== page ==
Tuesday, 9 July 2013

Excerpts from the novel "The Empty Cocoon"

The town was known as Bhadrajun. It was located at the foothills of Aravali range of mountains. Most of the people depended on agriculture for livelihood. The town was dominated by Bishnoi and Rajput community. Vicky was from the business community but all his friends were Rajput. Though his family was strictly vegetarian but he in parties would drink and eat meat. That’s why when Kiran refused to marry him her father did not oppose her. Now he heard that his daughter was seen by Vicky in the mall disturbed him. He had come to know that Usha is also in touch with Vicky. Being a man of high reputation in the village he always looked down on the people of lower community. In his opinion they deserved to be exploited in all possible ways. The mother of Usha use to work in his fields. She was also good-looking like her daughter. He would call her for a massage in his rest rooms made on tube well in the field. The girls of lower community took it granted that it is their duty to appease the people of a higher community. Sometimes Usha also went to help her mother in the fields.  When she could not find her mother one afternoon she went up to rooms near tube-well, she saw her mother in compromising position with the father of her friend Kiran. She could recognize him even from his back. Her eyes met with her mother and she asked her to go away. Her mother was scared that if he would see her daughter he may demand her. In town many rich people of the upper community had relation with mother and daughter both.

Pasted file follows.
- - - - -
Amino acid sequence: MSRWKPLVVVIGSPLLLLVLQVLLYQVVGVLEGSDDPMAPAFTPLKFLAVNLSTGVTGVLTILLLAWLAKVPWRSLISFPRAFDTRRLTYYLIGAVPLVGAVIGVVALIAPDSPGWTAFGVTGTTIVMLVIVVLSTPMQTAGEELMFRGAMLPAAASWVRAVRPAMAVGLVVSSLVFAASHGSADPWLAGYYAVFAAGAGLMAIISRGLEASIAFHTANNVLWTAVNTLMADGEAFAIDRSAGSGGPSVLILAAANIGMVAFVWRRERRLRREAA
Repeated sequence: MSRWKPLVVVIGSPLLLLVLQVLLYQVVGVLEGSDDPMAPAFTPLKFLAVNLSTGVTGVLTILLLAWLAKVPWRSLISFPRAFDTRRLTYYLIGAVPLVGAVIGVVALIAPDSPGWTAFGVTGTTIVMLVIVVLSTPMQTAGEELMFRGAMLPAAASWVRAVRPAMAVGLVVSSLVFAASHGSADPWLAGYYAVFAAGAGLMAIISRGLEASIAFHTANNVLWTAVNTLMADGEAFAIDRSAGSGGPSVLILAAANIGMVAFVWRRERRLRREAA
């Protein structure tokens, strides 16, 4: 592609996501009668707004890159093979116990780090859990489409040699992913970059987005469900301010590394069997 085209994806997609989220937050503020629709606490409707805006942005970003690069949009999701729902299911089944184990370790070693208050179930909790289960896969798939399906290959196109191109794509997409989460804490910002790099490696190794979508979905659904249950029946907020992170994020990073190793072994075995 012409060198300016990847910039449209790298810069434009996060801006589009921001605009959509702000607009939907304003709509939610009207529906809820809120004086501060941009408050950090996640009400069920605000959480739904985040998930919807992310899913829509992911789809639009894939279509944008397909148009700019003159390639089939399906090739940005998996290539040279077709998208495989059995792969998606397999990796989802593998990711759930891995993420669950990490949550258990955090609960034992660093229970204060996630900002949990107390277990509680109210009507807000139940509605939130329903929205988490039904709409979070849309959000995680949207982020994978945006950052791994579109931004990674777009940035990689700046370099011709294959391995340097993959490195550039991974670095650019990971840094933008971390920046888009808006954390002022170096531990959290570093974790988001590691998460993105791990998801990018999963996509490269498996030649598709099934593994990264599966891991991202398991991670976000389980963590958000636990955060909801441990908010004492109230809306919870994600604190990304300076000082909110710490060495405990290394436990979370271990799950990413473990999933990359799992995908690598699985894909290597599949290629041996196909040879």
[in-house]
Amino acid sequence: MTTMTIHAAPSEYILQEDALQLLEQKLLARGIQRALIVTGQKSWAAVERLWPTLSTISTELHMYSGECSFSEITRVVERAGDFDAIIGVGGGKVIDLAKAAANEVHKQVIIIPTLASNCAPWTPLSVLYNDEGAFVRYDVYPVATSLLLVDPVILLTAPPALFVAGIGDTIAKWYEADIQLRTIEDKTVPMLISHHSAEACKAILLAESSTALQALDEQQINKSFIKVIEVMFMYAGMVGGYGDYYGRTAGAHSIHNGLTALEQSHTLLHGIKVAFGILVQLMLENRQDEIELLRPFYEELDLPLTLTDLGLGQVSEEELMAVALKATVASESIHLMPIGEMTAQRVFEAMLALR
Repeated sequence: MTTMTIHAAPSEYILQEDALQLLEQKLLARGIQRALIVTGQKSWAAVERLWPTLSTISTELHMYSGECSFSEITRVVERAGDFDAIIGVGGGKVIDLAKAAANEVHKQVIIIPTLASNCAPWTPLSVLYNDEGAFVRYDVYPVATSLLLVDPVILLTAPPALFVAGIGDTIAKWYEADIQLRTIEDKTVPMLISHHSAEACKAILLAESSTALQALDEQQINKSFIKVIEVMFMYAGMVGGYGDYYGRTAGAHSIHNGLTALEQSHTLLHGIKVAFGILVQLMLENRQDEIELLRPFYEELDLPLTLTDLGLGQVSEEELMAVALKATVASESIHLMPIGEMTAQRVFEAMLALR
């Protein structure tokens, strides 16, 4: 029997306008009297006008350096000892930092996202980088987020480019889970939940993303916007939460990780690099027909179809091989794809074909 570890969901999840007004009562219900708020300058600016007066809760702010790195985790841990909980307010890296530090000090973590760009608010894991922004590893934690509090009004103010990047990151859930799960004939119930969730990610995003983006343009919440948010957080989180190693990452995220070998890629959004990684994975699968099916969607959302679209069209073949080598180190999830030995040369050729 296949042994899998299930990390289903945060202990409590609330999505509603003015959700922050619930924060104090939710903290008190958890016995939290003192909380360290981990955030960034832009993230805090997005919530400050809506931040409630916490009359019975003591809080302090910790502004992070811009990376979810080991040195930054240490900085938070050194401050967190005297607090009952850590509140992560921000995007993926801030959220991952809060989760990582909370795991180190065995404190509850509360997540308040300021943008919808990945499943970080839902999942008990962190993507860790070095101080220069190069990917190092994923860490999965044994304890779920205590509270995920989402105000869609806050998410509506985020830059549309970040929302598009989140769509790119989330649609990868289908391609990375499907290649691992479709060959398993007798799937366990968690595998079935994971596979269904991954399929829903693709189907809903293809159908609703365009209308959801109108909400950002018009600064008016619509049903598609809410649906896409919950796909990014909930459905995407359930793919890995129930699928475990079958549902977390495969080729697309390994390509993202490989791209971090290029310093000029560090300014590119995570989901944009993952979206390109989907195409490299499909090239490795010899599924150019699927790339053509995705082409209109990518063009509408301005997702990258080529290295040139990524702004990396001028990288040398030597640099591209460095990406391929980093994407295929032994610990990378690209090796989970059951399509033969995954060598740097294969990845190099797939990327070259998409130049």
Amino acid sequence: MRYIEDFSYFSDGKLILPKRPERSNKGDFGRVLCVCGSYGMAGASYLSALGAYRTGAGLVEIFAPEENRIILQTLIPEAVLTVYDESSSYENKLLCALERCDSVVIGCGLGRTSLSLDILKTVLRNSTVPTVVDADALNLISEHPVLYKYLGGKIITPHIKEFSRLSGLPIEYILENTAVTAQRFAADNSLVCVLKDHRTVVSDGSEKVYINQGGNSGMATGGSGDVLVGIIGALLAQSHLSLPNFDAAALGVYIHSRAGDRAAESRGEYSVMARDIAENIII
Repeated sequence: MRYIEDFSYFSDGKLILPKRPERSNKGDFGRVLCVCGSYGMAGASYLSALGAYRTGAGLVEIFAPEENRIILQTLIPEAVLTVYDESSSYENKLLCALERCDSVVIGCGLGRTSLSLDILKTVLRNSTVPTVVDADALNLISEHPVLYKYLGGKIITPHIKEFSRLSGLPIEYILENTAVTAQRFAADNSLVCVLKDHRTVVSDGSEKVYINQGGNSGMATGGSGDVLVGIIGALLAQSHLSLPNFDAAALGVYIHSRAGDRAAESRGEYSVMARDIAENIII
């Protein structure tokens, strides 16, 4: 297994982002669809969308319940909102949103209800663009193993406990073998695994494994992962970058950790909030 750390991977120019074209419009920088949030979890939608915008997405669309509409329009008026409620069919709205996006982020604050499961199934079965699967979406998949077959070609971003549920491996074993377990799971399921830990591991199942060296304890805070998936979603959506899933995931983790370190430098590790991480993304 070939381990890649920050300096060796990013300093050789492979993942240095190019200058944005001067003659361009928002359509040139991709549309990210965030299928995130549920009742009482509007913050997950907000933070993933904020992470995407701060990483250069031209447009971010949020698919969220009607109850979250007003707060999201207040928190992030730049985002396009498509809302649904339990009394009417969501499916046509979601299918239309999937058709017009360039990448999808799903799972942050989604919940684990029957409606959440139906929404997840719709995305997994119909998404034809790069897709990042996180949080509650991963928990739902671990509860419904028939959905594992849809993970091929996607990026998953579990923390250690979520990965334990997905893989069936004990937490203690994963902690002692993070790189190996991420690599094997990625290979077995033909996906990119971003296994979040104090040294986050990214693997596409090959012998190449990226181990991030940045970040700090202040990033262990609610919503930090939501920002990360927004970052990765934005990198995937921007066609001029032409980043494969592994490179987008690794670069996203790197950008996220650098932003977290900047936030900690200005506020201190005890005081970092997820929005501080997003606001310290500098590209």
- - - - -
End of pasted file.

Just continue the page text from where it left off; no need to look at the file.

Thursday, 4 July 2013

The Empty Cocoon

We of all people should recognize our provisional "cocoonish" condition; and yet the more we talk about redeeming culture and reclaiming America for Christ, the more one gets the impression that if we were actually given wings and bidden to fly, we would be disappointed to leave our cocoon behind untransformed. What does that say about where our true devotion lies?


                                                      Modern Reformation

                                                                                        Jason Stellman's